bottleneck in project management

Bottlenecks in project management: What they are and how to avoid them?

October 4, 2021

If you are a project manager or anyone shepherding a project through a company workflow, a bottleneck can be a major pain in the neck. If one occurs at a critical time in your project’s timeline, it can be even worse than a pain: It can derail the entire project, threatening to erase hours of work, bottom lines, and maybe even your career.

While a single bottleneck is certainly a problem, the situation can be much different if you are continually encountering bottlenecks in your work. This can signal that your workflows, policies, or even personnel are not well suited to your work — and that something needs to change, and quickly.

What is a bottleneck

In the world of project management, a bottleneck is any work stage that slows down, stops, or stalls downstream tasks. In project management, a bottleneck slows or stops your project and effects projects around it as your team is forced to divert resources to solve it.

Think about a common cause of traffic — three lanes of a freeway narrowed to one for an accident. That’s a bottleneck, and it’s the same concept as a bottleneck in your work — multiple processes are squeezed together so in effect they all come to a halt.

What effect can bottlenecks have?

In project management, a bottleneck can impact your company in multiple ways, including:

  • Missed deadlines
  • Frustrated coworkers
  • Upset customers
  • Lost revenue
  • Wasted time
  • High stress
  • Work backlogs
  • Reduced efficiency
  • Harmed reputations

Bottlenecks: The Silent Efficiency Killer

While the impacts of bottlenecks are clear, and can be felt in conference rooms and budgets, actually spotting them can be surprising difficult if you do not have clear visibility into your workflows. Without a good project management tool, bottlenecks may quietly appear as simple missed deadlines, the occasional upset customer, or the quiet loss of future contracts.

How to identify bottlenecks

Luckily, project managers today have a wealth of sophisticated tools they can use to look into the guts of a project’s workflow and spot bottlenecks before they derail projects. With project management software like ProWorkflow, project managers have clear visual sightlines around employees, projects, budgets, and more. Now, spotting a workflow bottleneck is as simple as opening your dashboard and viewing your projects and what stages they are in. Visual tools like status updates can show you where projects are stalling — maybe a key supply is unavailable, a position is vacant, an approval has not been granted, or critical documents have yet to be signed.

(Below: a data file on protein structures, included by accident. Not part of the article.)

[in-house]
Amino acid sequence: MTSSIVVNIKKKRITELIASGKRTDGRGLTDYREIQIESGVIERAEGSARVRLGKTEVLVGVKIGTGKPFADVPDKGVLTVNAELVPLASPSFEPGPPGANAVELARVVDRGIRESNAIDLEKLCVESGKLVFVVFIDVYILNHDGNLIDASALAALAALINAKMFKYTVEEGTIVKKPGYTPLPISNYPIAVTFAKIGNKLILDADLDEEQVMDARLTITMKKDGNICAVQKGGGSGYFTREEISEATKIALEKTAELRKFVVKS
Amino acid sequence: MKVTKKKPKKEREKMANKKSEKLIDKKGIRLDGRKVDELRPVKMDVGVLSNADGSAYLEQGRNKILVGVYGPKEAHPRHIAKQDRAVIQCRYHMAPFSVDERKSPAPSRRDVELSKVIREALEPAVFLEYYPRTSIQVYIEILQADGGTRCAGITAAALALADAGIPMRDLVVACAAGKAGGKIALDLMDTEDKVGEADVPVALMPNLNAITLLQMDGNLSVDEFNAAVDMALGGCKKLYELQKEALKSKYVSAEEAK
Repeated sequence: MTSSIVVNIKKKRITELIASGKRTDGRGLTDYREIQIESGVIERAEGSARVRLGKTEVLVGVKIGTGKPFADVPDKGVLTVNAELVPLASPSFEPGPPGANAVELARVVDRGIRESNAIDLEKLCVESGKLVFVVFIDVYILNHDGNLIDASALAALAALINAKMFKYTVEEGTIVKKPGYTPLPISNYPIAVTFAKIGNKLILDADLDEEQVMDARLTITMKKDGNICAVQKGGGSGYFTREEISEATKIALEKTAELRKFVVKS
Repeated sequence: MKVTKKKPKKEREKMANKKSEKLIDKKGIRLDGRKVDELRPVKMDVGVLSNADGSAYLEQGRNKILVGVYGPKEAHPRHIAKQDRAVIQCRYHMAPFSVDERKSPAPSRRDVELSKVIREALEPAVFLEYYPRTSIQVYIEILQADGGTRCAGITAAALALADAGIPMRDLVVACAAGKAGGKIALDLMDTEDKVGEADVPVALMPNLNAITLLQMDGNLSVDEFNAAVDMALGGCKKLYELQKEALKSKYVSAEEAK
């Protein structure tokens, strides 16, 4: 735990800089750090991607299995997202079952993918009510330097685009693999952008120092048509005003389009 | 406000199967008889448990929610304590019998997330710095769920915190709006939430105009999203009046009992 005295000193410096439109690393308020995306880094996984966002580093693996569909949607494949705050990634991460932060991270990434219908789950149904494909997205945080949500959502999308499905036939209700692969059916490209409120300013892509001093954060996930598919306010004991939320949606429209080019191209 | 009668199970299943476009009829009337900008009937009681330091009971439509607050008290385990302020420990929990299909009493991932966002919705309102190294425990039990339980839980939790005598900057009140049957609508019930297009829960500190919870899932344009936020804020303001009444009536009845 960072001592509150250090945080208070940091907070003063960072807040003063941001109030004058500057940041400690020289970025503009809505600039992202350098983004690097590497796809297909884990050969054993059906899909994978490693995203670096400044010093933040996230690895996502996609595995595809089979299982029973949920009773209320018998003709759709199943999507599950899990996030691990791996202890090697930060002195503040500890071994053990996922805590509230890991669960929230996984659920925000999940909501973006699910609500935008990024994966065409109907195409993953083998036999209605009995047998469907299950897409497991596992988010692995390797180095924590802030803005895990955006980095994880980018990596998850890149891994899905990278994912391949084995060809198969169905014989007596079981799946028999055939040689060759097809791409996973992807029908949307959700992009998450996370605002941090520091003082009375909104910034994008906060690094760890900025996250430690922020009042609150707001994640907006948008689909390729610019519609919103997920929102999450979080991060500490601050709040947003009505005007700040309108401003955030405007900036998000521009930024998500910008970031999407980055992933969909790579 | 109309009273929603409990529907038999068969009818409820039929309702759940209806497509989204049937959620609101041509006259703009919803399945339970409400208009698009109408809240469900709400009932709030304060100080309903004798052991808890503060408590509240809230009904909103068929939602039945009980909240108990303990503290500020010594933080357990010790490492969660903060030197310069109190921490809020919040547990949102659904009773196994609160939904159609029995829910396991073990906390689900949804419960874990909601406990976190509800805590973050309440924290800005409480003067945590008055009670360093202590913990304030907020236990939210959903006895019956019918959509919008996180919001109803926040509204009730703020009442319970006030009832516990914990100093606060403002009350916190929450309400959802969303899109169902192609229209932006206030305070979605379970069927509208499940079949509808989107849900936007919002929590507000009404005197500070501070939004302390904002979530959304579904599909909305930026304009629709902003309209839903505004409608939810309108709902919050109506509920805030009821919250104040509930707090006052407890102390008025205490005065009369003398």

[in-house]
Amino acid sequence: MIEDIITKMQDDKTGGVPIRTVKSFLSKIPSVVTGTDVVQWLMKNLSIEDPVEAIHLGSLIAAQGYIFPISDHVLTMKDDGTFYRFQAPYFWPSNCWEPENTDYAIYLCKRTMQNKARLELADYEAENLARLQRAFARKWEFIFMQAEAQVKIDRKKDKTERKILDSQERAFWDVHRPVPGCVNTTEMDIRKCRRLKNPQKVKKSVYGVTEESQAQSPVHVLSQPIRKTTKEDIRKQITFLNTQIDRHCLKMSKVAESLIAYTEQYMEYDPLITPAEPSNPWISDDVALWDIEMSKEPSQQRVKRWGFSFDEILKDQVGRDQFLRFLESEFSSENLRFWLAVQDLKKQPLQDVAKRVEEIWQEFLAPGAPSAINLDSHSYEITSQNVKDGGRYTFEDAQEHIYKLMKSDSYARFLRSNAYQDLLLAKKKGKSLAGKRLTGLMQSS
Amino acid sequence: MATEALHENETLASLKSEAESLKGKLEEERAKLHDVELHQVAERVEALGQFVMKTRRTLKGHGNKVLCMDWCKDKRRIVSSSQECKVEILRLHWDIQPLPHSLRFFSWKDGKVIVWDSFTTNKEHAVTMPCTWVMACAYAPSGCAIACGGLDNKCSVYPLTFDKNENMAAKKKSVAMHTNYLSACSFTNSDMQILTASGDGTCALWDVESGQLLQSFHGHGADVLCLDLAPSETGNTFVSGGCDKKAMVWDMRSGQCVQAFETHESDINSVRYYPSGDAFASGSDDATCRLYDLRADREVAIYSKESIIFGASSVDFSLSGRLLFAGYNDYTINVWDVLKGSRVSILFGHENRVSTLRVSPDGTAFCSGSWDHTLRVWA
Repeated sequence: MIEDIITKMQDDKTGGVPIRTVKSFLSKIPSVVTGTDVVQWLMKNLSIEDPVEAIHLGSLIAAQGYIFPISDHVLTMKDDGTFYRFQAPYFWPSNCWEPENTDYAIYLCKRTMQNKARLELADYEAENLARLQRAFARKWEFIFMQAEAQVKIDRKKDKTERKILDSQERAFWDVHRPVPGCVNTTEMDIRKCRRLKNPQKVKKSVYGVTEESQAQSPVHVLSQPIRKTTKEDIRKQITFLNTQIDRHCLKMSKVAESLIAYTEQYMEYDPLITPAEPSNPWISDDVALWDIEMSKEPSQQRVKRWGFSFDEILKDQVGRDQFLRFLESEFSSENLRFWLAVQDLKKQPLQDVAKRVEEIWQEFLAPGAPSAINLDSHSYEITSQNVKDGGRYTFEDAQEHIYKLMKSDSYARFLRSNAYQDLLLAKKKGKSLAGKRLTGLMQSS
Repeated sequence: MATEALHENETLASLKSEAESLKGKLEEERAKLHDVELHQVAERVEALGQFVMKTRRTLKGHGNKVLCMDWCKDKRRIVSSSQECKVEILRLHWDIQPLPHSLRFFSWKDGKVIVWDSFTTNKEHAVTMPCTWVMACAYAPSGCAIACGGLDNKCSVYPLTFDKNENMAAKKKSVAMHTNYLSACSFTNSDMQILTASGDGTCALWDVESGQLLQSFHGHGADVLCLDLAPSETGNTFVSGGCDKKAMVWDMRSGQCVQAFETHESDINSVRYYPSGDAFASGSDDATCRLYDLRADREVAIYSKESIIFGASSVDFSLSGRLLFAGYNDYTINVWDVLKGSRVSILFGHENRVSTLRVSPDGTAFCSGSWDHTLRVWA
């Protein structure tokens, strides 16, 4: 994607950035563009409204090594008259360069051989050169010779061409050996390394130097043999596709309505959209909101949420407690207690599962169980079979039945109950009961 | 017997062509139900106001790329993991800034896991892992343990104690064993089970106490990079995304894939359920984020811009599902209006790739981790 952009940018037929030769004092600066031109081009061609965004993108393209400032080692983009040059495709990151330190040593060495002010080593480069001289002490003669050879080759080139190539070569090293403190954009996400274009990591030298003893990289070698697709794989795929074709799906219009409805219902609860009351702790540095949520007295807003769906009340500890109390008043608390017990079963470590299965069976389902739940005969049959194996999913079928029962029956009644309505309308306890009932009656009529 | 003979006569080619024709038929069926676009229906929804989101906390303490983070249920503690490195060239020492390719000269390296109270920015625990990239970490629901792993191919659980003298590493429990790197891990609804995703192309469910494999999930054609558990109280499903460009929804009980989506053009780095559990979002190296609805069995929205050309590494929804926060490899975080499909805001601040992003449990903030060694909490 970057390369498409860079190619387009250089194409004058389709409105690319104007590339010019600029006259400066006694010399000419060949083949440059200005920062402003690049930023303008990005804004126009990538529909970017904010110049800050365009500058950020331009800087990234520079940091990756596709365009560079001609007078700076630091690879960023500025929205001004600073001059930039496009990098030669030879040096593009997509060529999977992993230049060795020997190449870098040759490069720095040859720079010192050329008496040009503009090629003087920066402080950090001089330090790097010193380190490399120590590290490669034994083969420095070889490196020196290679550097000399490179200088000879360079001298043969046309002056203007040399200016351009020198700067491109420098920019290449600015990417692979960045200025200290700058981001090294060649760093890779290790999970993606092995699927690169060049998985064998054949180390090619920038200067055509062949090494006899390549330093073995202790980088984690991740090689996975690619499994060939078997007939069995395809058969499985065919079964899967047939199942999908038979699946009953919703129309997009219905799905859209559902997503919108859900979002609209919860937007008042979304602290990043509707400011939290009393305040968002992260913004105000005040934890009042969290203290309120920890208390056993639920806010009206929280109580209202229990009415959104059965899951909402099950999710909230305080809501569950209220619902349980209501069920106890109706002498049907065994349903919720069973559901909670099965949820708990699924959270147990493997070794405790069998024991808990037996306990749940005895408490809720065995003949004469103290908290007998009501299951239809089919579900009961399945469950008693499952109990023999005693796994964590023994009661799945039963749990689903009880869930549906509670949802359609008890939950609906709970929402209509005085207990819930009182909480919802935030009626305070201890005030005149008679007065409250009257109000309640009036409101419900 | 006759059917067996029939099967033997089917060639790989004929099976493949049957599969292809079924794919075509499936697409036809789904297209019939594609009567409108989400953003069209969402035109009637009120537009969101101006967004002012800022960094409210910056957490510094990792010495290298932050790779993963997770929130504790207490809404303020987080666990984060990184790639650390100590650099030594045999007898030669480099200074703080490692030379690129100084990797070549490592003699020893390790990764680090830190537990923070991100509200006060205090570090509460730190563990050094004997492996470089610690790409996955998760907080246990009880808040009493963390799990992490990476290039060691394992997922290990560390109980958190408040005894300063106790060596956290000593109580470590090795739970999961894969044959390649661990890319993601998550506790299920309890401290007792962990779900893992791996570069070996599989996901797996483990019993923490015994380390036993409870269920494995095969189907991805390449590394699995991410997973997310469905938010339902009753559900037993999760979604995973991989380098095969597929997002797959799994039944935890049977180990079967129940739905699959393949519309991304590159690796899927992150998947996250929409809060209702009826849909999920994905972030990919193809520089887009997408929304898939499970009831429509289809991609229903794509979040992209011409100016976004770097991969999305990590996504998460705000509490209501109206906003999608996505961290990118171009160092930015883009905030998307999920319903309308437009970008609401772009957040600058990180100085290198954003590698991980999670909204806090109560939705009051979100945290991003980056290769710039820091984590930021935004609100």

The two types of bottlenecks

In general, we can say there are two types of bottlenecks: Those caused by systems and those caused by people.

Systems-based bottlenecks are caused by outdated software, inefficient machines, poor infrastructure, and other similar challengers. Perhaps you have a supply shortage, the mail delivery is too slow, or you are using machines that simply can’t match the output and quality you desire.

People-based bottlenecks are typically performance related: You either don’t have the right person in place to do a specific job, or you don’t have enough people to get the job done. You may be short staffed, your employee may be out sick all the time, or your worker may simply not have the skills needed to get the job done.

Analyze your bottlenecks to learn from them

While annoying and perhaps even posing an existential threat to your business, observing bottlenecks in real time can be insightful and impart key intelligence.

1. Investigate the processes leading up to the bottleneck. Who determines the completion of that step, and what factors are at play?

2. Identify the bottlenecks and what caused them. Visual tools like Gantt charts can easily identify where work is piling up, allowing you to investigate to uncover possible causes.

3. Locate and identify solutions. Tackle your bottlenecks one by one, soliciting input from those team members closest to the bottleneck.

4. Implement a solution and measure success. With the issue and its cause identified, you can put an action plan into place that adapts your workflow to mitigate the bottleneck and aim for future success.

Who is responsible for identifying bottlenecks?

Ultimately, it is up to the project manager to identify and solve bottlenecks, but the project management software tools, such as the solutions offered by ProWorkflow, will allow all stakeholders to identify bottlenecks and suggest individual solutions.

ProWorkflow can help you identify bottlenecks

ProWorkflow is a sophisticated project management tool that gives project managers full visibility into workflows and allows them to manage remote teams and complex tasks. ProWorkflow is also packed with the tools you need to simplify your work, including flexible task types, custom workflow categories, easy contact management, comprehensive reporting, a built-in invoice and quotes manager, and inline communication tools. Contact ProWorkflow today for a free demo.